Hyundai wiring diagram for radiator cooling fans
This is a typical Hyundai wiring diagram for the radiator fan and AC condenser fan. The system uses a radiator fan relay and a condenser fan relay. Both receive power from fusible links, not ordinary fuses.
How Hyundai radiator fans work
The control coil for the radiator fan relay and condenser fan relay receive power from the engine control relay that is activated when you start the vehicle. The ECM monitors engine temperature through the engine coolant temp sensor. When it senses that engine coolant temp has reached a point where it needs cooling, the ECM provides ground to the radiator fan relay control coil. The relay activates and provides power to the radiator fan.
The AC condenser fan relay is activated by the ECM when the AC switch is turned on. The ECM then provides ground to the control coil on the condenser fan relay. The condenser fan relay provides power to the condenser fan. Both fans ground receive ground at G109 located on the right radiator support.
If the radiator fan relay is activated and the ECM detects that the fan can’t provide adequate cooling, it will activate the condenser fan relay to provide supplemental cooling. If both fan can’t provide enough cooling and the temperature gauge rises into the danger zone, stop driving the vehicle and have it towed to a shop. Continuing to drive while the engine is overheated can warp the cylinder head and damage the head gasket, costing at least $1,500 in repairs.
Check fan operation first
If the gauge indicates an overheating condition and both fans are running
Check for plugged fins on the condenser and radiator
Check coolant level
Check water pump operation
Check for a damaged head gasket
Troubleshoot Hyundai overheating condition caused by fans
Check the fusible links
Remove the Engine control relay, radiator fan relay
and condenser fan relays and check for battery voltage. The relays are located in the engine compartment relay/fuse box. Check for battery power in the relay sockets on these terminals. These pins should have power at all times, even with the key out of the ignition.
Engine control relay: pins 2 & 5
Radiator fan relay: pin 1
Condenser fan relay: pin 2
If you find power at all those points, that confirms the fusible links are good.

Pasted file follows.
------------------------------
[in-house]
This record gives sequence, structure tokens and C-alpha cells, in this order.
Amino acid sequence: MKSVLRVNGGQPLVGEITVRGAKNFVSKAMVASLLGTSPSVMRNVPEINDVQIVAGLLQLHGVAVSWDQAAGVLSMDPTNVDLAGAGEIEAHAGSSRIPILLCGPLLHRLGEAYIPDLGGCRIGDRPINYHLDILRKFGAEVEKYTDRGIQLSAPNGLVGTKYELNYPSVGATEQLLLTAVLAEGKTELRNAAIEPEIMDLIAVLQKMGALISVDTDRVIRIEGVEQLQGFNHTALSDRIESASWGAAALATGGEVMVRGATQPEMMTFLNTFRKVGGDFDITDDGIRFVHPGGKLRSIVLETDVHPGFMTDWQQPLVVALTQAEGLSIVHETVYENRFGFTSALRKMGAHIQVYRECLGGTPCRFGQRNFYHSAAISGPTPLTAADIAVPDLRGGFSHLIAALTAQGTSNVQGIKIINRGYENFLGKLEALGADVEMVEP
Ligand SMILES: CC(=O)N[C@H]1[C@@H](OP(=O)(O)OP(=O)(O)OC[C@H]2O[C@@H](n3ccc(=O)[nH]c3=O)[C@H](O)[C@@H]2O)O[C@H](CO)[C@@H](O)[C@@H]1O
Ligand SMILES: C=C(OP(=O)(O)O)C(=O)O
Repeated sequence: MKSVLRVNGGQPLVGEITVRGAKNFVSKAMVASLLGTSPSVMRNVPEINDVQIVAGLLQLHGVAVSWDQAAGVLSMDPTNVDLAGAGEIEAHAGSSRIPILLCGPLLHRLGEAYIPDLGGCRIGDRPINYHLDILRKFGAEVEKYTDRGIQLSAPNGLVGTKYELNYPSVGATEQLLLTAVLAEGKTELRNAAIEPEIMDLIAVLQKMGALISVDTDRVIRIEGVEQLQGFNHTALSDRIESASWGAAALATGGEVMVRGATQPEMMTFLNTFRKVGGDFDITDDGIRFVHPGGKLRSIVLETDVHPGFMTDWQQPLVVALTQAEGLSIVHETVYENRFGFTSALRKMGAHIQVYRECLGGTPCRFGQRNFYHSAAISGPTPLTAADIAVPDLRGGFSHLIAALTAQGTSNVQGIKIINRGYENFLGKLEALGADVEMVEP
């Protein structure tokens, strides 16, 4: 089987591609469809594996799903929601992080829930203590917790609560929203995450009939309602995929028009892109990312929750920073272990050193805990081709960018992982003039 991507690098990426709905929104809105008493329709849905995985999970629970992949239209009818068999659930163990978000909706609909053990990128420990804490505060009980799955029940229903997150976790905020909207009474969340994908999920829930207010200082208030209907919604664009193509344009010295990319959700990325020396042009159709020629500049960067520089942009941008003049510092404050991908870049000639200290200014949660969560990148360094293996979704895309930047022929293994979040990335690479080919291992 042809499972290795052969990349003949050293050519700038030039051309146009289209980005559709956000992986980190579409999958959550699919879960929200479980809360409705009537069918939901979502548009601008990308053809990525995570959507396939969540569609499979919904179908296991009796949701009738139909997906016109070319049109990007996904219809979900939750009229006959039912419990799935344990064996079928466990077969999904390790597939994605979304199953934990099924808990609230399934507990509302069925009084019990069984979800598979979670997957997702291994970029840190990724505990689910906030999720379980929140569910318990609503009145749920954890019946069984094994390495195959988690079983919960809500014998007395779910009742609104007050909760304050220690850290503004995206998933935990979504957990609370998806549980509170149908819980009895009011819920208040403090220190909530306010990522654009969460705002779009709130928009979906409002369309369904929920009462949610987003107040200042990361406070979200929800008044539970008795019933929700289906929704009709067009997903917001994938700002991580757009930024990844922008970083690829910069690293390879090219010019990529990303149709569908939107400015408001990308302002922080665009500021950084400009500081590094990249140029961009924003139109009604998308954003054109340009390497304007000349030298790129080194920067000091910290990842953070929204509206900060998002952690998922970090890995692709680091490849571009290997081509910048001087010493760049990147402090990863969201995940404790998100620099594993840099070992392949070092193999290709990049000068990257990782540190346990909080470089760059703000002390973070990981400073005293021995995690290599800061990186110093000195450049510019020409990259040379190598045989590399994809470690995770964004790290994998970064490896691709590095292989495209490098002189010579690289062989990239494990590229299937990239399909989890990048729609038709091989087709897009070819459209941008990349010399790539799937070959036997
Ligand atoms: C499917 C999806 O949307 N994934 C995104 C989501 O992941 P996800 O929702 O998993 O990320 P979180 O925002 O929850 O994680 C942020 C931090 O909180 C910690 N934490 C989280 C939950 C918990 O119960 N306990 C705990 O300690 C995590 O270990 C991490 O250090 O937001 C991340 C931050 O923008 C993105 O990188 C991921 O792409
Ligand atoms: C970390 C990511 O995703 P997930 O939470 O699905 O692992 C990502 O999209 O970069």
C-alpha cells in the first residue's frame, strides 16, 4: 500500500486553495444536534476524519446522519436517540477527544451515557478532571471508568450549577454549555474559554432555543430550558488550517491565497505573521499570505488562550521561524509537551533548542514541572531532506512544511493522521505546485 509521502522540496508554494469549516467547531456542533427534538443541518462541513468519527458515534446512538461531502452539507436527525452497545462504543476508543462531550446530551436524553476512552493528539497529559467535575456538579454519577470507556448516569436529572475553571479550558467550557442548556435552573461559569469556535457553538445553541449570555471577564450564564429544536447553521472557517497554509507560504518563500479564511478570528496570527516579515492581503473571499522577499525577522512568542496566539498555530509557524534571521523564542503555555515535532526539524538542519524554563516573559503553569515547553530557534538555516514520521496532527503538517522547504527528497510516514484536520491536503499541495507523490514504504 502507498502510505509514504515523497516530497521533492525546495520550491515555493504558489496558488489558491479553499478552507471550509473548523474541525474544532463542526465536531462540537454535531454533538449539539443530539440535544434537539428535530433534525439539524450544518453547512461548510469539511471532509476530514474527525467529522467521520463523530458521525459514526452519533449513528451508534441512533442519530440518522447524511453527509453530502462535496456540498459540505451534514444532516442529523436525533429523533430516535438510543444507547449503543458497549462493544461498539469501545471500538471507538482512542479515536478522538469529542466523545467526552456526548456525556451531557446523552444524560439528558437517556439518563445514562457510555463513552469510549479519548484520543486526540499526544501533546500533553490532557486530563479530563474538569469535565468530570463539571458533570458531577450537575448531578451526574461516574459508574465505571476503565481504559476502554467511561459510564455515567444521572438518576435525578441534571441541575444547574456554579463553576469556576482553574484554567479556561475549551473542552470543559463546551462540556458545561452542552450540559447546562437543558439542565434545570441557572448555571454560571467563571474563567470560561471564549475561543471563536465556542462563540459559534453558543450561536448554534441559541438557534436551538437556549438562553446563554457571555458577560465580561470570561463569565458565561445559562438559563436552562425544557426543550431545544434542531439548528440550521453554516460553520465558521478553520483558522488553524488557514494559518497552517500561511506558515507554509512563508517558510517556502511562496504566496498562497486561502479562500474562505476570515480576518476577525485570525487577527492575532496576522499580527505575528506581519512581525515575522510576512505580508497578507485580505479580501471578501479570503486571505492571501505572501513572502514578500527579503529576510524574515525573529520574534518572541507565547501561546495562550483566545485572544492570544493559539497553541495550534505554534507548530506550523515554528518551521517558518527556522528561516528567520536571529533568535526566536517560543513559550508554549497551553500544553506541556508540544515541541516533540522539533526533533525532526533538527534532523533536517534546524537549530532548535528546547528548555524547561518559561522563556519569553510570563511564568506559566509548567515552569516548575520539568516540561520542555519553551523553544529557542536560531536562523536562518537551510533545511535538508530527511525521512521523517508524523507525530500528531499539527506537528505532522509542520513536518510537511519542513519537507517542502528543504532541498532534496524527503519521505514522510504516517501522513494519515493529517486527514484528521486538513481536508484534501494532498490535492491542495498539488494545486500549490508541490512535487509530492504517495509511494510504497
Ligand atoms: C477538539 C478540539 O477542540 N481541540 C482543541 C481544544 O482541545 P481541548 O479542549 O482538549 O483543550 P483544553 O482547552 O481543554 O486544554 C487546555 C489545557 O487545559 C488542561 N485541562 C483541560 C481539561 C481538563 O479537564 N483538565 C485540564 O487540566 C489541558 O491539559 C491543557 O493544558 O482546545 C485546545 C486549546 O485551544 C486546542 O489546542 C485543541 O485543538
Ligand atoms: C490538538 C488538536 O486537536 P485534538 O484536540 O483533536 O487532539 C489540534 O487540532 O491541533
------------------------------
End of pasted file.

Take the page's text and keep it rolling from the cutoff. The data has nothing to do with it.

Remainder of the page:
Check for relay control power
Next, turn the key to the RUN position and check for battery voltage on these pins:
Radiator fan relay: pin 5
Condenser fan relay: pin 5
If you see battery voltage, that confirms the engine control relay is providing power to the control coil side of the relays.
Check for condenser fan control coil ground
With the key in RUN position, turn the AC ON. Then check for ground on pin 1 in the condenser fan relay socket. If you detect good ground, the ECM is operating properly
Check radiator fan operation
If you’ve confirmed the fusible links are good proceed by placing the relays back in their sockets, run the engine at idle and wait for the radiator fan to activate while watching the temperature gauge. If the gauge rises into the danger zone but the radiator fan doesn’t activate, remove the radiator fan relay and check for ground on pin 3. If you don’t get ground on pin 3, the ECM is not activating the radiator relay. That can be caused by a faulty engine coolant temperature sensor or a wiring problem between the ECM and pin 3.
If you do find ground on pin 3, jumper across pins 1 & 2 in the socket. If the radiator fan runs, then the radiator fan relay is bad. Replace it.
If the fan still doesn’t run, provide battery power and ground directly to the fan. If it doesn’t run, the radiator fan is bad
Check condenser fan relay operation
If you’ve already confirmed that the condenser fan relay fusible link is good and is receiving control coil ground from the ECM when the AC is turned on, but the condenser fan doesn’t run, jumper across pins 1 & 2 in the condenser fan relay socket. If the condenser fan runs, the relay is bad. Replace it.
If the condenser fan doesn’t run, provide battery power and ground directly to the fan. If it doesn’t run, the condenser fan is bad.
If both fans run but the engine overheats
©, 2017 Rick MuscoplatPosted on by Rick Muscoplat